In geopolitical terms, the Asian sub-region Southeast Asia consists of ten countries that are organized under the Association of Southeast Asian Nations (ASEAN). Current member nations include Brunei Darussalam, Kingdom of Cambodia, Republic of Indonesia, Lao People’s Democratic Republic (Laos), Malaysia, Republic of the Union of Myanmar (formerly Burma), Republic of the Philippines, Singapore, Kingdom of Thailand, and Socialist Republic of Vietnam. The term Southeast Asian Americans has been shaped largely by the flow of refugees from the American War in Vietnam’ however, Americans with origins in Southeast Asia have much more diverse migration and settlement experiences that are intricately tied to the complex histories of colonialism, imperialism, and war from the late 19th through the end of the 20th century. A commonality across Southeast Asian American groups today is that their immigration history resulted primarily from the political and military involvement of the United States in the region, aimed at building the United States as a global power. From Filipinos during the Spanish-American War in 1898 to Vietnamese, Cambodian, Lao, and Hmong refugees from the American War in Vietnam, military interventions generated migration flows that, once begun, became difficult to stop. Complicating this history is its role in supporting the international humanitarian apparatus by creating the possibility for displaced people to seek refuge in the United States. Additionally, the relationships between the United States, Malaysia, Indonesia, and Singapore are different from those of other SEA countries involved in the Vietnam War. Consequently, today’s Southeast Asian Americans are heterogeneous with varying levels of acculturation to U.S. society.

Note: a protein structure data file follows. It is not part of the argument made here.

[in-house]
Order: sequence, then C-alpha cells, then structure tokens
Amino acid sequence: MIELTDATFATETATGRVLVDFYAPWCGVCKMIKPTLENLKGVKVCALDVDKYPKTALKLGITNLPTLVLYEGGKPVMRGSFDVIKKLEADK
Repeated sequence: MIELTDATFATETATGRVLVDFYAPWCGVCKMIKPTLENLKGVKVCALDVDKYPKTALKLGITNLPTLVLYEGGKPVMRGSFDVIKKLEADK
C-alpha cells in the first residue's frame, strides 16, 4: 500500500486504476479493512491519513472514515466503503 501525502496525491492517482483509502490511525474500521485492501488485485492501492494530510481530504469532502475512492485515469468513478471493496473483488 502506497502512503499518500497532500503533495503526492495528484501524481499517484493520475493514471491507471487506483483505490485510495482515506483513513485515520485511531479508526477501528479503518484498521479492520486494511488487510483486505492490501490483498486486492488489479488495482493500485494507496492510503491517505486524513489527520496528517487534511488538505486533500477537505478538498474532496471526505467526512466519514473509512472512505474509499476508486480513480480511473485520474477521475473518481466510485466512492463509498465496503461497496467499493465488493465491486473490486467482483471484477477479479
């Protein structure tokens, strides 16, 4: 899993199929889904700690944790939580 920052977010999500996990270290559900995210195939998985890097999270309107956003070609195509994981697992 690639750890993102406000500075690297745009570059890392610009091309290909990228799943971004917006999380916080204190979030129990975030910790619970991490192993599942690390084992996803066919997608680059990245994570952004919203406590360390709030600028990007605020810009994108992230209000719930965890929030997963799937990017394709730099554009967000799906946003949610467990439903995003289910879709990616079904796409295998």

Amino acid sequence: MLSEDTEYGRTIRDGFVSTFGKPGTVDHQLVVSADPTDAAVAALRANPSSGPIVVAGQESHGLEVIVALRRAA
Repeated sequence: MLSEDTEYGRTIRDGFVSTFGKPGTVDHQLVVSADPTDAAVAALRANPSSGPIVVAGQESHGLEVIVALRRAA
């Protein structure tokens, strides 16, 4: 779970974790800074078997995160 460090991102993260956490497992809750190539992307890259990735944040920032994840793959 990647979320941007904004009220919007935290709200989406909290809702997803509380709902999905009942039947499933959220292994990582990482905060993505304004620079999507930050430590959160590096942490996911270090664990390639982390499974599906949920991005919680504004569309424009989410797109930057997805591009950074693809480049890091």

C. J. Alvarez
The region that today constitutes the United States–Mexico borderland has evolved through various systems of occupation over thousands of years. Beginning in time immemorial, the land was used and inhabited by ancient peoples whose cultures we can only understand through the archeological record and the beliefs of their living descendants. Spain, then Mexico and the United States after it, attempted to control the borderlands but failed when confronted with indigenous power, at least until the late 19th century when American capital and police established firm dominance. Since then, borderland residents have often fiercely contested this supremacy at the local level, but the borderland has also, due to the primacy of business, expressed deep harmonies and cooperation between the U.S. and Mexican federal governments. It is a majority minority zone in the United States, populated largely by Mexican Americans. The border is both a porous membrane across which tremendous wealth passes and a territory of interdiction in which noncitizens and smugglers are subject to unusually concentrated police attention. All of this exists within a particularly harsh ecosystem characterized by extreme heat and scarce water.
Relations between the United States and Mexico have rarely been easy. Ever since the United States invaded its southern neighbor and seized half of its national territory in the 19th century, the two countries have struggled to establish a relationship based on mutual trust and respect. Over the two centuries since Mexico’s independence, the governments and citizens of both countries have played central roles in shaping each other’s political, economic, social, and cultural development. Although this process has involved—even required—a great deal of cooperation, relations between the United States and Mexico have more often been characterized by antagonism, exploitation, and unilateralism. This long history of tensions has contributed to the three greatest challenges that these countries face together today: economic development, immigration, and drug-related violence.